Roleplaying In A

What Happened To The Country?

In Setting on February 26, 2010 at 6:00 am

After the complete economic collapse of 2011, the United States limped along for a few more years but as things got progressively worse many states realized that the “business as usual” attitude of politicians on Capitol Hill wasn’t going to pull them out of the hole. Drastic action was needed.

That action first came in 2012 in the form of riots in Atlanta, Detroit and Los Angelos as gangs and militia groups became more organized and tried to take power away from those who had it. Corporations had seen the writing on the street long before and the Supreme court decision of 2010 granting business entities “personhood” meant they’d been building private armies for several years.

The bloodbaths were beyond anything even depicted in film up to that point.

Corporations in California influenced the state government to such a huge degree that California’s subsequent succession from the Union in 2014 was almost completely corp funded. The central government attempted to retake the state but the lack of funds available to civil institutions meant that corporate armies and equipment far outstripped anything government owned or operated by that time.

It wasn’t long at all before other regions followed suit. The North Pacific Union formed in 2016, the Texas Republic in 2017 and the Southern Confederacy in 2020. By 2025, the only area left to the United States was east of the Mississippi and north of the Mason-Dixon Line.

What about the rest of the world?

When the USA proved unwilling to reform it’s financial laws, the countries of Europe banded tighter together and began separating themselves from the US. In 2030, the European Union is one of the richest, most affluent areas in the world.

China is a huge behemoth lumbering on and on and on while the Russian Empire is much like the fragmented United States in culture and attitude even though it kept coherency as a nation much better.

Japan is even worse off than the US financially but Japanese culture means that few outside the country notice the differences.

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  1. Warning, the following is going to sound quite negative, but I feel they are legitimate points and worth discussing to build a coherent ‘future history’.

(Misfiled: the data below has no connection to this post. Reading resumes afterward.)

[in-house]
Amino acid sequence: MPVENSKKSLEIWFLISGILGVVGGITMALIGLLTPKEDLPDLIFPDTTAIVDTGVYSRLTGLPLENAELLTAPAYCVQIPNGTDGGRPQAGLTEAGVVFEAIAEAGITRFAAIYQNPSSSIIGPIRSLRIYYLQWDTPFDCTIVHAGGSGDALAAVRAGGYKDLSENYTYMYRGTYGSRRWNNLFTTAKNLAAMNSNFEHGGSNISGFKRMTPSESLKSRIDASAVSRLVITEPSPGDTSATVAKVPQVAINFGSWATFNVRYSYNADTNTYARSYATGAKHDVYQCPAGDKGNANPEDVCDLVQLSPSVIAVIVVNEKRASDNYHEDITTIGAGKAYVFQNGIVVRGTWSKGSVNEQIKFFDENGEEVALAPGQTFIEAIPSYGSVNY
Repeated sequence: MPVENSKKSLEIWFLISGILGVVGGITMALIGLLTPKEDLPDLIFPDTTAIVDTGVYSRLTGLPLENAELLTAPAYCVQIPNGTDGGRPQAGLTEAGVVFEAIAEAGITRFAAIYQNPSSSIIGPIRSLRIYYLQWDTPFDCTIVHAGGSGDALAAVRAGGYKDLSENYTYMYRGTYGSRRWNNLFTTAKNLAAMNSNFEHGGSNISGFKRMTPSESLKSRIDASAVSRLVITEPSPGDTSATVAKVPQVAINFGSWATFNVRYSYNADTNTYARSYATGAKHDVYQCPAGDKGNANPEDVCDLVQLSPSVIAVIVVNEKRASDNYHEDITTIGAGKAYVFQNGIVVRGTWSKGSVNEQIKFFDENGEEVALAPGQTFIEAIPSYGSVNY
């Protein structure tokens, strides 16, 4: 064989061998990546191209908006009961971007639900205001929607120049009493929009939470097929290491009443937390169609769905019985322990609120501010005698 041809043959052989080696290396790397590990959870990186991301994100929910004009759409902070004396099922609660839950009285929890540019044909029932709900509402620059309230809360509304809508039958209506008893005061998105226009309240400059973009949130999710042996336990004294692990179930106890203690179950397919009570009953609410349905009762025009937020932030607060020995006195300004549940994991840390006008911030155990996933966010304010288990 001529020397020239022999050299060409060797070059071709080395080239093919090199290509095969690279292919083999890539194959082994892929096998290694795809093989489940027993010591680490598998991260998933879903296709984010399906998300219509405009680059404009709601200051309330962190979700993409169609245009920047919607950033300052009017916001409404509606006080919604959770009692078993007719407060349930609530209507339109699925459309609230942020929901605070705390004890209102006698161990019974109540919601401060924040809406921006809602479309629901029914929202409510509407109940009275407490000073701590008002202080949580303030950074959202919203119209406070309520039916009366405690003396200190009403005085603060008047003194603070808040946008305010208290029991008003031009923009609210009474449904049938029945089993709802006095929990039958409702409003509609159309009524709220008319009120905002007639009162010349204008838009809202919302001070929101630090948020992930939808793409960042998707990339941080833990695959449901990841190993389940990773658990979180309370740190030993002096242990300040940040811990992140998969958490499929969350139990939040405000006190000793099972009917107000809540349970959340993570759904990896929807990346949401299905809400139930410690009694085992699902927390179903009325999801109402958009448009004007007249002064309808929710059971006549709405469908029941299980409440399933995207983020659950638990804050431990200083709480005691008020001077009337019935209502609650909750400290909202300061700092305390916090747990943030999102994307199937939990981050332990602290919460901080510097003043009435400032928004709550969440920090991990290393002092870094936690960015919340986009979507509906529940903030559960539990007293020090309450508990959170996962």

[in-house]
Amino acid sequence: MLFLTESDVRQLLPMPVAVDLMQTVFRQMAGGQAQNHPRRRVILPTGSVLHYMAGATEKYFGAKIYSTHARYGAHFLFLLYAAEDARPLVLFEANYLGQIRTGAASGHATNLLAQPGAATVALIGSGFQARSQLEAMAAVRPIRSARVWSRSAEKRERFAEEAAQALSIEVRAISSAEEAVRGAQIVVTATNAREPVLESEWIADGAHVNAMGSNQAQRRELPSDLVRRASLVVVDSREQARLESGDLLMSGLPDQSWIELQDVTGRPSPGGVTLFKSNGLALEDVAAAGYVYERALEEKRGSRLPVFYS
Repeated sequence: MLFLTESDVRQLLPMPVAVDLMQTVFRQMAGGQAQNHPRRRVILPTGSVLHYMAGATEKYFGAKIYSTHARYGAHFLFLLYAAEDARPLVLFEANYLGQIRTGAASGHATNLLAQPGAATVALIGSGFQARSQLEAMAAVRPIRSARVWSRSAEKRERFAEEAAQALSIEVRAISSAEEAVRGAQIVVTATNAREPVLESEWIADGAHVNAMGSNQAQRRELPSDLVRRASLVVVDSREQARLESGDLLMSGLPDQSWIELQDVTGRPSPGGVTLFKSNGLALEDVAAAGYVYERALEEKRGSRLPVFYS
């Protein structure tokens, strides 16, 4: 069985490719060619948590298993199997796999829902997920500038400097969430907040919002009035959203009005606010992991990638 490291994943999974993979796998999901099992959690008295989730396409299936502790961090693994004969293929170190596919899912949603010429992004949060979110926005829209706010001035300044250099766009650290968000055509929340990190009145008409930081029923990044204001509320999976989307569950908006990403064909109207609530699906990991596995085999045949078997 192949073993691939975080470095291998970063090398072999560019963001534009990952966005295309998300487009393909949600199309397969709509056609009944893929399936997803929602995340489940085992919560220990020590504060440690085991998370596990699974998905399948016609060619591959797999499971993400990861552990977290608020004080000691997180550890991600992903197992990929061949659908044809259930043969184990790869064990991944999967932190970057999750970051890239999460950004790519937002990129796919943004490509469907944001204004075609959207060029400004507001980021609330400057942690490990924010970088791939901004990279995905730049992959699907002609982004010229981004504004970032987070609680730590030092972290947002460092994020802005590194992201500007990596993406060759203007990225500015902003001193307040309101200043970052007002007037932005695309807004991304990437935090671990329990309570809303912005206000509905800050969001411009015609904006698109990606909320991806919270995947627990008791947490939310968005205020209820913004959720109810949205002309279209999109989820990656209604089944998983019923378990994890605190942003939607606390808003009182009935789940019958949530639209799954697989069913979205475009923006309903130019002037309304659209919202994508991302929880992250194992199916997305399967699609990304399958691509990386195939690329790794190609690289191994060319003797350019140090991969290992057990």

While I know it is a cyberpunk stable, I have never bought the ‘fragmented US’ meme. The US has a great amount of both tradition and inertia behind it, breaking away would be expensive at best and what do you gain? Trade embargos, lack of Federal funds, mass emigration, having to establish your own foreign service, the list goes on. The central government grinding to a halt and groupings of states becoming ‘mini-governments’ out of necessity, that I could see. But succession is really off the plate.

    On another track, what benefit do the corporations gain from running a state, especially one as messed up as California? And why were the corporations not crushed as the US, EU, China and Japan broke them apart and seized their assets? Would you let a corporation that fomented armed rebellion exist in your country?

    What is going on in Canada and Mexico? How do they react the collapse of the US?

  2. I’m posting a “basic concepts” article tomorrow. I’ll try to address this there.

    Personally, while I don’t know how realistic it is, I think a broken US makes for a better game 🙂 but part of the genre is to make it as realistic as possible.

  3. OK. Hope I did not sound too hostile, it just is one of the cyberpunk tropes I never could buy into. Oh, I can see the appeal from a game point of view (and I especially love the fractured America of Crimson Skies) but it just does not make much sense to me.

  4. Nope, not a problem at all 🙂 While I won’t get into arguments justifying the validity of the concepts, gaming is about imagining the fantastic after all, your questions helped me flesh some ideas out and I welcomed them 🙂

  5. […] In answer to yesterday’s comment: In my game, the United States breaks up because… well, we’re all Americans playing in my game and that’s our setting but a Game Master should break whatever country he’s setting his game in. The idea is that things have gotten so bad, greed has run away so very unchecked that the central authority can’t back up its voice with concrete power any more. […]

  6. Found a great piece that could be said to ‘predict’ your world of corruption:

  7. So it does! Thanks 🙂

    Personally, I think there are always 2 ways to go and reality usually ends up in the middle of them somewhere. Predicting the worst possibility makes a good game, though 🙂

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